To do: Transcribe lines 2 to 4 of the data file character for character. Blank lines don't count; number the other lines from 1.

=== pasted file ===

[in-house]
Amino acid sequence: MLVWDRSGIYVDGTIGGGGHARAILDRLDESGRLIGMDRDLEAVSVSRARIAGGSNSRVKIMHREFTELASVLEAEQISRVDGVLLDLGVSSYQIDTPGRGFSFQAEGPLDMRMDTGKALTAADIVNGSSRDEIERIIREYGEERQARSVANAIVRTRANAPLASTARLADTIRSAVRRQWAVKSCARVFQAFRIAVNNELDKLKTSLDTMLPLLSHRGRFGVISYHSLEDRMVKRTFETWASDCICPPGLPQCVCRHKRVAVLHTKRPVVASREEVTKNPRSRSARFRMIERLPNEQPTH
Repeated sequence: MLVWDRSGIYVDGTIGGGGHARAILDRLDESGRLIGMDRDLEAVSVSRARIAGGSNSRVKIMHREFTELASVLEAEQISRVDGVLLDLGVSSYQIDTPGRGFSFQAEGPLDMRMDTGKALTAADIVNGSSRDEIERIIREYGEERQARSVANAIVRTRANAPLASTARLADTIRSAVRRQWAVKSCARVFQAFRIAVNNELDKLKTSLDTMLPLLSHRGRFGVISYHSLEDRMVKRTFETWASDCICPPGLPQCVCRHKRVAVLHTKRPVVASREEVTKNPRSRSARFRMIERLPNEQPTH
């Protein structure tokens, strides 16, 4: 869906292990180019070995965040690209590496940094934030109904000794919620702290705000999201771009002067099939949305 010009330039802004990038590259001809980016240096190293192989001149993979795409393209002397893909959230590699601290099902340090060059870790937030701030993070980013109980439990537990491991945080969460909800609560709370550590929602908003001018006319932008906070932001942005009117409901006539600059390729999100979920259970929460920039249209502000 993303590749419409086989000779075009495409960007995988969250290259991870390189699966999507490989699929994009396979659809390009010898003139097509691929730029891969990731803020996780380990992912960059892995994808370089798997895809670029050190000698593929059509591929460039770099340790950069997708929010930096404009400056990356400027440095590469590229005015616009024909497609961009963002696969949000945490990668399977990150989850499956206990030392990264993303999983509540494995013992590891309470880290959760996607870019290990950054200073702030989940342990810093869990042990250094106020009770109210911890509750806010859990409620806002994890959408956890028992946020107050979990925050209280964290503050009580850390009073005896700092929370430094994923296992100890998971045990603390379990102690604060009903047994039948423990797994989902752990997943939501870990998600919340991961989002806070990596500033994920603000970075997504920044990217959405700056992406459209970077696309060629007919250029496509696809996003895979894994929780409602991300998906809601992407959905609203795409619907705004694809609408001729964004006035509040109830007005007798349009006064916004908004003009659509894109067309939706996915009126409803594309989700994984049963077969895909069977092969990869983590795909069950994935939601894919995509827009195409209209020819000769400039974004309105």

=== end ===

Amino acid sequence: MLVWDRSGIYVDGTIGGGGHARAILDRLDESGRLIGMDRDLEAVSVSRARIAGGSNSRVKIMHREFTELASVLEAEQISRVDGVLLDLGVSSYQIDTPGRGFSFQAEGPLDMRMDTGKALTAADIVNGSSRDEIERIIREYGEERQARSVANAIVRTRANAPLASTARLADTIRSAVRRQWAVKSCARVFQAFRIAVNNELDKLKTSLDTMLPLLSHRGRFGVISYHSLEDRMVKRTFETWASDCICPPGLPQCVCRHKRVAVLHTKRPVVASREEVTKNPRSRSARFRMIERLPNEQPTH
Repeated sequence: MLVWDRSGIYVDGTIGGGGHARAILDRLDESGRLIGMDRDLEAVSVSRARIAGGSNSRVKIMHREFTELASVLEAEQISRVDGVLLDLGVSSYQIDTPGRGFSFQAEGPLDMRMDTGKALTAADIVNGSSRDEIERIIREYGEERQARSVANAIVRTRANAPLASTARLADTIRSAVRRQWAVKSCARVFQAFRIAVNNELDKLKTSLDTMLPLLSHRGRFGVISYHSLEDRMVKRTFETWASDCICPPGLPQCVCRHKRVAVLHTKRPVVASREEVTKNPRSRSARFRMIERLPNEQPTH
């Protein structure tokens, strides 16, 4: 869906292990180019070995965040690209590496940094934030109904000794919620702290705000999201771009002067099939949305 010009330039802004990038590259001809980016240096190293192989001149993979795409393209002397893909959230590699601290099902340090060059870790937030701030993070980013109980439990537990491991945080969460909800609560709370550590929602908003001018006319932008906070932001942005009117409901006539600059390729999100979920259970929460920039249209502000 993303590749419409086989000779075009495409960007995988969250290259991870390189699966999507490989699929994009396979659809390009010898003139097509691929730029891969990731803020996780380990992912960059892995994808370089798997895809670029050190000698593929059509591929460039770099340790950069997708929010930096404009400056990356400027440095590469590229005015616009024909497609961009963002696969949000945490990668399977990150989850499956206990030392990264993303999983509540494995013992590891309470880290959760996607870019290990950054200073702030989940342990810093869990042990250094106020009770109210911890509750806010859990409620806002994890959408956890028992946020107050979990925050209280964290503050009580850390009073005896700092929370430094994923296992100890998971045990603390379990102690604060009903047994039948423990797994989902752990997943939501870990998600919340991961989002806070990596500033994920603000970075997504920044990217959405700056992406459209970077696309060629007919250029496509696809996003895979894994929780409602991300998906809601992407959905609203795409619907705004694809609408001729964004006035509040109830007005007798349009006064916004908004003009659509894109067309939706996915009126409803594309989700994984049963077969895909069977092969990869983590795909069950994935939601894919995509827009195409209209020819000769400039974004309105």